Oh how I love Pat Conroy. Let me count the ways!
So there’s a kind of scene I like. Love. Want to crawl inside and burrow into. It’s gotta have emotional intensity, it’s gotta have a hint of revelation, a hint of risk, a hint of exposure. You know that line, that cliche, about heartstrings? This is nervestrings, maybe. The kind of scene I like tugs on some part of you that makes you jump like you’ve been zapped, a little jolt of electricity that makes you reread that line, that monologue, that word, leaning in, crowding the book in your hand like it owns you.
Writing scenes like that is the highest high, the best score, the thing I can’t give up no matter what it takes out of me. (That’s in direct reference to Extremes. Just. Wait.) Reading scenes like that is why I try new authors, why I seek out new books.
And Pat Conroy? Delivers every time.
I first met Conroy through the movie for The Prince of Tides. Oh my god, what a drama fest! And we know I have a thing for power played out across different stages, and we know I have a thing for therapists who never turn it off, and the book delivers even better than the movie.
(I have angst about endings lately, and I’ve just remembered the end of that book. Lowenstein, Lowenstein, Lowenstein, my fat ass, Mr Conroy.)
Conroy’s a big damn cheater, and I say that with the utmost respect. Conroy writes in close third person or first, depending, then veers off into first/distant third from other points of view as needed to tell a thousand other stories within the main book. It used to drive me insane, because it’s fucking cheating, except he pulls it off. How? No idea. But he does.
The bliss I feel about Conroy has to do with his ability to hit the perfect emotional note. God, Beach Music? That story writes directly to my fucking soul, bitches. He’s playing with timelines, he’s playing with generations, he’s playing with everyone’s allegiance to everyone else, to their oldest friends, to their parents, to the dead. The climax of that book is this huge setup, this big scene full of people, full of drama, and I love every fucking second of it.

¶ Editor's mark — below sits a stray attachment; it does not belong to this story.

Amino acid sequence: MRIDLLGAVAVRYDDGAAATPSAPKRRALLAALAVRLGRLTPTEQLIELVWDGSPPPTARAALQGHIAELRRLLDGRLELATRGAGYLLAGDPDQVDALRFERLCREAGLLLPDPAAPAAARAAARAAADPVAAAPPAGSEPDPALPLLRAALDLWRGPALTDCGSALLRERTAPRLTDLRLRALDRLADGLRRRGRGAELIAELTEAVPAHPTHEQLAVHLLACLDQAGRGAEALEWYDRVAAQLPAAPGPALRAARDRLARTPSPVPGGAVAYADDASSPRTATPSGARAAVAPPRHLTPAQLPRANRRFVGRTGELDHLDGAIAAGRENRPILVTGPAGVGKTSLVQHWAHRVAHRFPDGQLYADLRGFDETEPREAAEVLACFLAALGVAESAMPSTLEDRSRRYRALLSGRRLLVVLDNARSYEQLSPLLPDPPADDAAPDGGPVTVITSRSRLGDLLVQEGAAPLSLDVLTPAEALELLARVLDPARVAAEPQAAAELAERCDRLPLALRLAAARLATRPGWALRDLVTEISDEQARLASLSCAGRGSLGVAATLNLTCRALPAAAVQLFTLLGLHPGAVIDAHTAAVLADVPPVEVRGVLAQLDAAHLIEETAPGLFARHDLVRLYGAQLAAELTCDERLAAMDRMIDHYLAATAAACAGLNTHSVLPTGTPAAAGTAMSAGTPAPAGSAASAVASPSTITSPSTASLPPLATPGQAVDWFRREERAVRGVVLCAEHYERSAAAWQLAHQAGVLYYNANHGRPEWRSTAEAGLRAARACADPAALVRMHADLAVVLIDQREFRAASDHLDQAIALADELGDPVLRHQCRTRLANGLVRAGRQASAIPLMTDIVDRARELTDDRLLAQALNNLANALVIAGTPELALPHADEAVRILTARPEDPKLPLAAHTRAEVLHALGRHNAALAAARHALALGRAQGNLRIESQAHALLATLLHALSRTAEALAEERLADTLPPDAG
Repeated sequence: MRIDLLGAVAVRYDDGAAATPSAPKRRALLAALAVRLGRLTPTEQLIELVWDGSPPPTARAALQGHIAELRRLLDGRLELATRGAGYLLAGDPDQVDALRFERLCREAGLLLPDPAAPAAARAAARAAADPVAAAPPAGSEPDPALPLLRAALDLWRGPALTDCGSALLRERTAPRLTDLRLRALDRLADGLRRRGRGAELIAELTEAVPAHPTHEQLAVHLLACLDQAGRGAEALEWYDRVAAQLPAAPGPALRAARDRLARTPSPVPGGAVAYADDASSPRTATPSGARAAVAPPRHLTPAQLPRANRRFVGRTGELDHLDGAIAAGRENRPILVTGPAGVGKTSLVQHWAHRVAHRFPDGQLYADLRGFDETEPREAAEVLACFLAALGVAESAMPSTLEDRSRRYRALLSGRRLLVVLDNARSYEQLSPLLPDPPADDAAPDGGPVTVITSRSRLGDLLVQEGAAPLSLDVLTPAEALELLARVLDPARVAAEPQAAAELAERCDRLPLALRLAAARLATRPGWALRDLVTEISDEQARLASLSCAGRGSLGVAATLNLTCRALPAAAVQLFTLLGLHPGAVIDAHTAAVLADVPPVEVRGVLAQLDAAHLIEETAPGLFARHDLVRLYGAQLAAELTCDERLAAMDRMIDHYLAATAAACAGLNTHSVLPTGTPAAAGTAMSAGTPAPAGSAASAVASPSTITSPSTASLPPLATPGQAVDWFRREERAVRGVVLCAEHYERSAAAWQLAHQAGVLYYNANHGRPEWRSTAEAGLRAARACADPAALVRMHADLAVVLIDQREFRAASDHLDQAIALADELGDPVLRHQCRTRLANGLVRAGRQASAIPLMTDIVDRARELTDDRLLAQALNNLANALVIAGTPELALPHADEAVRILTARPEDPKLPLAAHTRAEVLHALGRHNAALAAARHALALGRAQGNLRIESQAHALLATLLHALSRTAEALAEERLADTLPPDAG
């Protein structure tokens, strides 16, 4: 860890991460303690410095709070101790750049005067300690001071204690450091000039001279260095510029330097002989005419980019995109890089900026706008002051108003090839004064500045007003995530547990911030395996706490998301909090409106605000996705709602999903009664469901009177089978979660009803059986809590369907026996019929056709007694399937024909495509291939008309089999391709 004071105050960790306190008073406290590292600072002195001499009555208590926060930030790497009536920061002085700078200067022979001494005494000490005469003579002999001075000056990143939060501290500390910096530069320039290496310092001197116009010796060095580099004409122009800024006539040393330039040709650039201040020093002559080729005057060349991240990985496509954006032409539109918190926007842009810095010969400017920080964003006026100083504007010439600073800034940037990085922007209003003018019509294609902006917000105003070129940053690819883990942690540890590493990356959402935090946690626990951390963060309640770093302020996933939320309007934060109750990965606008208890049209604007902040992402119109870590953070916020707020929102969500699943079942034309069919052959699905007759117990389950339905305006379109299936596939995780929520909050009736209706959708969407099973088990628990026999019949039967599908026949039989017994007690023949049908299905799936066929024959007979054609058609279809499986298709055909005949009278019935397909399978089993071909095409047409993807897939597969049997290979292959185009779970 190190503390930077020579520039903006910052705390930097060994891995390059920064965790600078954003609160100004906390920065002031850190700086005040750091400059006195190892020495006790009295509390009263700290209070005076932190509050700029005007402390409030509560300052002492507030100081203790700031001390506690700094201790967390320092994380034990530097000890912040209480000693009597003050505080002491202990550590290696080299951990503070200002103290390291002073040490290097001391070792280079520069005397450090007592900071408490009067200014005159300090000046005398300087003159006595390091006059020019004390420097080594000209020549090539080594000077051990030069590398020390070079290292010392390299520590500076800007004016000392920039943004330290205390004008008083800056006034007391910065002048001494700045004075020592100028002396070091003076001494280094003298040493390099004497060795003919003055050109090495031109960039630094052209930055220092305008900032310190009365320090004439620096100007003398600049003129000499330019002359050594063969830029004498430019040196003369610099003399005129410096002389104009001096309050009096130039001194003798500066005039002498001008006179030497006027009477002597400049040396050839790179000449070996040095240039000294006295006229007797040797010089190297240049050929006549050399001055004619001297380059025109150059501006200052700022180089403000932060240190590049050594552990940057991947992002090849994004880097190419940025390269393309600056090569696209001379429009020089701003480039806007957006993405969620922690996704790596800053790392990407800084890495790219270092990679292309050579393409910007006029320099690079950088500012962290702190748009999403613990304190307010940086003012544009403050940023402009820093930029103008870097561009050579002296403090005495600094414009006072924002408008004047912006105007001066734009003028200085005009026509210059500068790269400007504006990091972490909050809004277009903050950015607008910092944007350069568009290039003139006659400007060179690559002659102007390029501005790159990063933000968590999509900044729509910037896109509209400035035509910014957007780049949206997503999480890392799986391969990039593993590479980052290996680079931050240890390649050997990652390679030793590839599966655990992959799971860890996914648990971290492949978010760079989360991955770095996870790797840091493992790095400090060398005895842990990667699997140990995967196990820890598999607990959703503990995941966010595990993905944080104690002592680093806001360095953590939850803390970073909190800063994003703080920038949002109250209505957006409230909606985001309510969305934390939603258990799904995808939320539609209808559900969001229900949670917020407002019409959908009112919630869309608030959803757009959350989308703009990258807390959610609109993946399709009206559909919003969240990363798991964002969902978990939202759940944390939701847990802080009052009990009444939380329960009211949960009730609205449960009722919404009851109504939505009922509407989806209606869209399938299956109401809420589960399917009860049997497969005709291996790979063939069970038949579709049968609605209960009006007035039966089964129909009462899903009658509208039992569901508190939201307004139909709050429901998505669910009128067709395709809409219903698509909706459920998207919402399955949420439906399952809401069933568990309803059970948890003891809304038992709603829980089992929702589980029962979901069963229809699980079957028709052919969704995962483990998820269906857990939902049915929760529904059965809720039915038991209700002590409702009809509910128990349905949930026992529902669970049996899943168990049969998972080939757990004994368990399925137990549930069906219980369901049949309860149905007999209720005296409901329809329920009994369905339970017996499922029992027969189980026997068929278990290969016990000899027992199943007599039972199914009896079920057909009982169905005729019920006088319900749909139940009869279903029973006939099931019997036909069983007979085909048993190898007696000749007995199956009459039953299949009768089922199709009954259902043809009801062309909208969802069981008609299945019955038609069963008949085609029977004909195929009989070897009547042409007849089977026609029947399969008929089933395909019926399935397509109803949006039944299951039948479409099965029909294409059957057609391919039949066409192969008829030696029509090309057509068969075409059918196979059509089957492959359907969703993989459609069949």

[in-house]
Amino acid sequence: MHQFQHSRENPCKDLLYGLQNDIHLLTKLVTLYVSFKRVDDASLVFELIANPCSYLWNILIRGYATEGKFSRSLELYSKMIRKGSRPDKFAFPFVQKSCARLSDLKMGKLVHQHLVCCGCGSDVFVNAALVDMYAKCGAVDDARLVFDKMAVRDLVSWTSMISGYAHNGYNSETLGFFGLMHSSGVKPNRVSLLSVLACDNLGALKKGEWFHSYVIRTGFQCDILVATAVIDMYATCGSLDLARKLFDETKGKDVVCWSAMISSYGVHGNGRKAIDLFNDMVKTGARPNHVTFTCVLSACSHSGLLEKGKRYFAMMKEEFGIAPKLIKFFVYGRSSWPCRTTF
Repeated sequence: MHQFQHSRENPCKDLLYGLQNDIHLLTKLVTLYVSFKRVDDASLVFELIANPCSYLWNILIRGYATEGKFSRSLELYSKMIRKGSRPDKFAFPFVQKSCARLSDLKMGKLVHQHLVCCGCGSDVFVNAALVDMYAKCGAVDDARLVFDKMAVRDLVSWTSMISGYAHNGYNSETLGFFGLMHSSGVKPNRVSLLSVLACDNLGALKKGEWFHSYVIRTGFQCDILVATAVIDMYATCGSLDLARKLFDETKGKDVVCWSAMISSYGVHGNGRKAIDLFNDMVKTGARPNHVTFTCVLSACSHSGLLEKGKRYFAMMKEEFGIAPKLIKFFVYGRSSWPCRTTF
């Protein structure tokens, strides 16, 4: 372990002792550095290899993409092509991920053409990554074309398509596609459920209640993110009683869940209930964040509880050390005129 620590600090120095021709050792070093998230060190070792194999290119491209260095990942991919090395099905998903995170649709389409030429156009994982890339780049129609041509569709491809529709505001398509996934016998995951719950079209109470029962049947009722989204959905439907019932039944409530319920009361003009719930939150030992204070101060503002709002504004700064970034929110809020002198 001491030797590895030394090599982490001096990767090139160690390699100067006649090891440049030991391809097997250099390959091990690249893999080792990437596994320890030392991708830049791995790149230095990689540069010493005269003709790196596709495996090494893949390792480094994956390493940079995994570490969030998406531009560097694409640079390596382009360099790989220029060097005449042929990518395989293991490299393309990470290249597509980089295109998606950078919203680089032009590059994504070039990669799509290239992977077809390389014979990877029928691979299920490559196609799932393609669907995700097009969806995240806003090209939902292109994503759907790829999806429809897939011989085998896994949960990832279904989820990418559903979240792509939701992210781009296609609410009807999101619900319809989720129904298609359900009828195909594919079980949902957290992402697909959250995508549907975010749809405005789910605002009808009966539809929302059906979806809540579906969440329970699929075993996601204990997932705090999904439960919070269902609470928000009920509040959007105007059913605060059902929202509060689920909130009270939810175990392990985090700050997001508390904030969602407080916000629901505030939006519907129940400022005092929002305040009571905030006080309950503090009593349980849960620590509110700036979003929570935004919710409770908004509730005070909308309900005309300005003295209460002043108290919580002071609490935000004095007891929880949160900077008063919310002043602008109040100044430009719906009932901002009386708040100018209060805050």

I’m gonna give you my three stand-outs, because I can, and because I love these books in a similar fashion to the way I love my own. These won’t be big spoilery scenes. They’ll be small scenes. Moments.
Prince of Tides: The bit where the mom (and yes, I know, I love these books, but I can’t pull up her name; blame my increasingly faulty memory) mixes Spanish and French in submitting a recipe to the local hoity-toity town ladies. It’s such a fucking small thing, and so perfect, so humiliating, so gutting.
Prince of Tides: Everything football in the park. What a fucking amazing subplot. (A conflict of interest, but Lowenstein, clearly, is not a paragon of boundaries.) In fact, everything with the kid. That last scene, at the train station? Oh my god. Beautiful.
Beach Music: No contest, this tiny, itty bitty scene-within-a-scene, Jordan recalling the therapist he and his mother had seen, the military therapist. Oh my bloody fuck. You’re not allowed to do that! You’re not allowed to write one POV and recall things from someone else’s, but shit, I’ll take it, cut nothing, I want all of it because I’m a greedy motherfucker.
Whew. Time to reread. Time to spend money on new Conroy, which I still haven’t read. Oh my god, for real.
Give me a scene. Give me a scene that twisted your heart and made you squirm and always hits you hard, no matter how many times you reread it. Any book, any author (but definitely tell us both book and author)!